In 2016, President Obama used the Affordable Care Act to extend federal sex discrimination protections to people who identify as transgender.
But after a recent move by the Trump administration, some of those protections are now gone.
“What happened with the recent Trump administration ruling is that they basically said they were taking out that definition of sex discrimination and stated that it only applied to a person’s birth sex and couldn’t be applied to their gender identity and that they were no longer going to enforce any protections on the basis of gender identity," said Dr. Eliabeth Kvach.
“I think there’s something to be said, to think about what it’s like to be a person where the government says you don’t deserve to get accessible health care,” said Andrew Miller
Kvach and Miller both work at Denver Health in Colorado. Both call the recent rule change in DC a direct threat to the lives of transgender men and women.
“We have for example, 300 patients on our list to be able to receive vaginoplasty or gender confirming surgery for transgender women. And if you’re waiting years to get that surgery and then all of a sudden you’re worried about whether your insurance is going to cover it, that is enormously psychologically devastating to people,” said Kvach.
“I think that we’re already seeing that with cases coming out of hospitals denying care to transgender and non-binary folks," said Miller.
“I certainly think that it is dangerous to the lives of transgender and non-binary people,” said Kvach.
Denver Health is a LGBTQ+ Center of Excellence. For the health system it means any patient regardless of sexual orientation, gender identity, or other LGBTQ identification can receive treatment from any doctor for any health need
“LGBTQ health care isn’t specialty care, it’s just health care,” said Miller.
And while Miller is an employee at Denver Health, this is an extra important issue for him personally.
“I identify as a transgender man, and as I said before, my pronouns are he, him, his. I was born female, and at a certain point in my life, I recognized that being a woman didn’t fit for me, it was like I was living this false life,” said Miller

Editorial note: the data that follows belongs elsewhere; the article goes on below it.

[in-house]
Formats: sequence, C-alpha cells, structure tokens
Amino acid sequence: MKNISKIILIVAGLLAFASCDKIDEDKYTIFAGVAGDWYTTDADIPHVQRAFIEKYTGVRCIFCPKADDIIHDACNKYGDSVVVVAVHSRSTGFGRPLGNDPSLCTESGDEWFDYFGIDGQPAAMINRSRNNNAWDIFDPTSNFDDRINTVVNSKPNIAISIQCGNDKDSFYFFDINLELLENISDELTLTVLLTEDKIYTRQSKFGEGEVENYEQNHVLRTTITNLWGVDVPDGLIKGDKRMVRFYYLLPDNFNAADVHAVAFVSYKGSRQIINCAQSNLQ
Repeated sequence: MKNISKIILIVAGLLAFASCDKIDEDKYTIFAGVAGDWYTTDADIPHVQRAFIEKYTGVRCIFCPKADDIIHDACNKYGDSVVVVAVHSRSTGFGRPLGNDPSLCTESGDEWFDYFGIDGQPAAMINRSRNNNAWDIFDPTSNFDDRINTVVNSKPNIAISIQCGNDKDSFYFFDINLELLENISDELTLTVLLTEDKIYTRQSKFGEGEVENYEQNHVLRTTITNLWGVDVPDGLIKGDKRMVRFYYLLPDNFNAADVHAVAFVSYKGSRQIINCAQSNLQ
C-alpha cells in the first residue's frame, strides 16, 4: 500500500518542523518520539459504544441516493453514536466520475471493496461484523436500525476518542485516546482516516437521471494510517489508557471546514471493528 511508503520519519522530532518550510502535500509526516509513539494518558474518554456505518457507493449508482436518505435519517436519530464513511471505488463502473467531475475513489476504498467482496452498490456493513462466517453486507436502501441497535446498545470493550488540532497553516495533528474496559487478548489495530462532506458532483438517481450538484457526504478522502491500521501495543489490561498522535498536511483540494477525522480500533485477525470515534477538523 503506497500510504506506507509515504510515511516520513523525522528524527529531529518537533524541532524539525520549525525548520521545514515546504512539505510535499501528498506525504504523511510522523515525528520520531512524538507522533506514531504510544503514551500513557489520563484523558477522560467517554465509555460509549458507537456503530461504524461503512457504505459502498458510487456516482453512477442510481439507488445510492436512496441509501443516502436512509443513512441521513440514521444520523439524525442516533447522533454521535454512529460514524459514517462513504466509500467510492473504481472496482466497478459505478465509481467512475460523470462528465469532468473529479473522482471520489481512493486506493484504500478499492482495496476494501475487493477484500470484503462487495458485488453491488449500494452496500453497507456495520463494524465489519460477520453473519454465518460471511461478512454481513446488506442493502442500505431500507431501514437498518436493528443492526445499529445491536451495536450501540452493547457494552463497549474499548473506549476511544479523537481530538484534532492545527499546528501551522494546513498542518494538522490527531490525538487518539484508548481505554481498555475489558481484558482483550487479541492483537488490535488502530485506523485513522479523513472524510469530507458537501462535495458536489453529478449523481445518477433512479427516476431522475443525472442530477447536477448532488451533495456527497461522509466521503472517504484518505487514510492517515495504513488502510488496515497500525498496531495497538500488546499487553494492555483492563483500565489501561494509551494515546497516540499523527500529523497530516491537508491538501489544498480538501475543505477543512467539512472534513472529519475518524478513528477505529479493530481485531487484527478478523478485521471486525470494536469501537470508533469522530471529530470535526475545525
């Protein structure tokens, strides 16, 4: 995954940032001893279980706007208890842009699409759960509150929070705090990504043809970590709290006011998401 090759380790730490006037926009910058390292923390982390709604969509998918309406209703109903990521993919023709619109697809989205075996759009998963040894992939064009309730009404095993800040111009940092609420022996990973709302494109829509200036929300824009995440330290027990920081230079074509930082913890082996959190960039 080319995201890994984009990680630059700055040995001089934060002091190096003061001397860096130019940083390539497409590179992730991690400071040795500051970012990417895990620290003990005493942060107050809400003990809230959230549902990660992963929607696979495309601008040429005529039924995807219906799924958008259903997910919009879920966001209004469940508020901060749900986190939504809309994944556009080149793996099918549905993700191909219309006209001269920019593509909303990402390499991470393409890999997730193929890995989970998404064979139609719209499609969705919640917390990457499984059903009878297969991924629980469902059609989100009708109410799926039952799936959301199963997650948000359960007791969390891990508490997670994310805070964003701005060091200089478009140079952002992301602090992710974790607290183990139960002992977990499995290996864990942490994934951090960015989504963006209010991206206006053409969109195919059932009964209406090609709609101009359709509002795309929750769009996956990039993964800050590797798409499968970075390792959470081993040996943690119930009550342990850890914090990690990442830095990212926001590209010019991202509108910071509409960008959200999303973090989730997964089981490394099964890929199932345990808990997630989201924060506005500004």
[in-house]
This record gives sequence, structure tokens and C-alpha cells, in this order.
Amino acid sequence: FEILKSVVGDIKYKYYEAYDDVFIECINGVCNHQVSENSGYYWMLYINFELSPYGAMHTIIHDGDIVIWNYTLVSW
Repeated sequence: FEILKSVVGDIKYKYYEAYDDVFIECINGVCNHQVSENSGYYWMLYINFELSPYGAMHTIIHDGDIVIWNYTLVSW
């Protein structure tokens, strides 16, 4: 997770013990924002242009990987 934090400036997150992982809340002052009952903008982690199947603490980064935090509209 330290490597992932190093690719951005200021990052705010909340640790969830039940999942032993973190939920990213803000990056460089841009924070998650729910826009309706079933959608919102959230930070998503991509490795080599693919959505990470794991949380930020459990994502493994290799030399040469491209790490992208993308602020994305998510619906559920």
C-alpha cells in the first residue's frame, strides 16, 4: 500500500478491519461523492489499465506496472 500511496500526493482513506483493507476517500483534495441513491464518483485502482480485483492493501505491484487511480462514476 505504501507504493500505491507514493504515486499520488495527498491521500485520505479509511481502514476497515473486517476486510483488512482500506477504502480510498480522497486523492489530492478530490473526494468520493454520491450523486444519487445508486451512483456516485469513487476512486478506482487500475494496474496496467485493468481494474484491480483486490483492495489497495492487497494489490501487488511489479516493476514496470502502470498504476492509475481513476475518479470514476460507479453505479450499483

For him, and many trans people, being called the wrong name or the wrong pronoun isn’t just a simple mistake
“When we say hey, my name is Andrew, that’s what I go by, but you call me my birth name, what I hear is, 'It doesn’t matter that I told you my name.' You get to be more of an expert on me than I get to be on me. Why should I feel safe that you’re going to actually take care of me, if you can’t even call me my name?” Miller said.
For trans people around the country, this rule change might mean they could be denied hormone therapy or gender reassignment surgery. Procedures the transgender and health care providers who treat them, deem medically necessary.
“Medical treatment with hormones and with surgery help a person’s body align with who they are, with their gender identity,” Kvach said.
But it also means they have to be worried about being denied treatment for anything from a sore throat to life saving surgery.
“I’m from the south, I think about it all the time. What it would be like to go back home and have a medical emergency and not be able to get care. To be a person denied health care, and it’s terrifying,” said Miller.
And that increased anxiety can lead to bad health outcomes from avoiding preventative treatment to suicide.
A survey from the Trevor Project released this month shows that more than half of kids who identify as transgender and nonbinary have seriously considered suicide in the last 12 months.
While this rule change may be disheartening to many, institutions like Denver Health reaffirm their commitment to treating transgender people, like people
“I want folks to be able to go to the doctor and feel safe. I want my community to survive,” Miller said.